Peripheral vascular access for therapeutic plasma exchange: A practical approach to increased utilization and selecting the most appropriate vascular access

Research output: Contribution to journal/Conference contribution in journal/Contribution to newspaperJournal articleResearchpeer-review


  • David Barth, University Health Network
  • ,
  • Amber Sanchez, University of California at San Diego
  • ,
  • Anna Marie Thomsen
  • ,
  • Alicia Garcia, USCF
  • ,
  • Roman Malachowski, Institute of Polish Mother's Health Center
  • ,
  • Rebecca Weldon, University of Pennsylvania
  • ,
  • Michaela Mayhew, St George's University Hospitals NHS Foundation Trust
  • ,
  • Kari Mudie, Royal Brisbane and Women's Hospital
  • ,
  • Dawn Faller, Terumo BCT
  • ,
  • Joseph Schwartz, Columbia University

Background: Therapeutic plasma exchange (TPE) is used in the treatment of many diseases. At present, peripheral vascular access (PVA) is an underutilized method of vascular access in TPE. It should be considered more frequently due its relatively low risk for adverse events, particularly infections. Methods: The Advancing Vascular Access in Apheresis Working Group met in December 2017 for an extensive review and discussion of vascular access for TPE and developed a “road map” providing detailed information regarding clinical situations in which PVA-based TPE would and would not be appropriate. Results: The road map is consistent with current recommendations that PVA should be used in combination with TPE whenever possible. PVA should be considered for patients who do not have existing central lines and who are stable. The patient should have peripheral veins that will allow for adequate treatment and must be able to comply with the process of achieving and maintaining peripheral access. There should be expert clinical assessment of veins, and this evaluation may include ultrasound and/or near infrared evaluation. Conditions that would prompt a switch from PVA to an alternate method of venous access include loss of venous access, patient preference, or development of a requirement for very frequent treatment over a long period of time. Conclusions: While PVA is not suitable for all patients requiring TPE, it has significant safety advantages over other approaches and should be employed whenever possible.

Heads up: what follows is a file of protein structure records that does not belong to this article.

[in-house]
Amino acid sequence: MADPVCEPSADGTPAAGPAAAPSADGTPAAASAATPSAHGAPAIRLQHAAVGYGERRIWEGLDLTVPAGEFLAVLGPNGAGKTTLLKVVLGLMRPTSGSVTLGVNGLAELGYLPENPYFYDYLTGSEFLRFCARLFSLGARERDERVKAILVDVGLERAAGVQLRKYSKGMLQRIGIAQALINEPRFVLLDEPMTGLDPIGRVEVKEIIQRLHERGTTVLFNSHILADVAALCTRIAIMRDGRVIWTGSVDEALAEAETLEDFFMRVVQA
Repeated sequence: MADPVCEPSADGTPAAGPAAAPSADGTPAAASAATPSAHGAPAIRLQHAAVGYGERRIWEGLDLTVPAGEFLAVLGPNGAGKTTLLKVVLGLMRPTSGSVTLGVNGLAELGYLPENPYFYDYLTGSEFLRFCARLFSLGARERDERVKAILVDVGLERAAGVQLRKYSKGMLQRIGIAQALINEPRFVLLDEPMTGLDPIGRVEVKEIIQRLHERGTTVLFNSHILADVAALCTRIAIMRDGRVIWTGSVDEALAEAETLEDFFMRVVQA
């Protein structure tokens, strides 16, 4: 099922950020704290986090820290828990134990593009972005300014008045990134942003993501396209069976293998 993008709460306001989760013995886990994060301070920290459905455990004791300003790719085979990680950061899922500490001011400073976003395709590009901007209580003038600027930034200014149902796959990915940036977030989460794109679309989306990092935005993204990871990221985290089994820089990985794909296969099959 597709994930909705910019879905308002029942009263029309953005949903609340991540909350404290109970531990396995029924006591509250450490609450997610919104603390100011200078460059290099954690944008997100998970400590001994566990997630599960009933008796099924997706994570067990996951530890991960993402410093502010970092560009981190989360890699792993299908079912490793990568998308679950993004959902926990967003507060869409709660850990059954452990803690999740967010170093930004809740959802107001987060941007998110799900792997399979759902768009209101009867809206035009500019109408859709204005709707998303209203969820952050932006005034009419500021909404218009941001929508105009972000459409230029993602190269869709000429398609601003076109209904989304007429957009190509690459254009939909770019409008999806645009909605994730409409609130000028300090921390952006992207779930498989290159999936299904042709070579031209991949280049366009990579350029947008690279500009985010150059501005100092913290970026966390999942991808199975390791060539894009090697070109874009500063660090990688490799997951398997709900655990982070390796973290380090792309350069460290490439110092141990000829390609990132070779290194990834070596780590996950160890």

Original languageEnglish
JournalJournal of Clinical Apheresis
Pages (from-to)178-187
Publication statusPublished - Jun 2020

    Research areas

  • decision algorithm, peripheral venous access, therapeutic plasma exchange, vascular access

See relations at Aarhus University Citationformats

ID: 191299932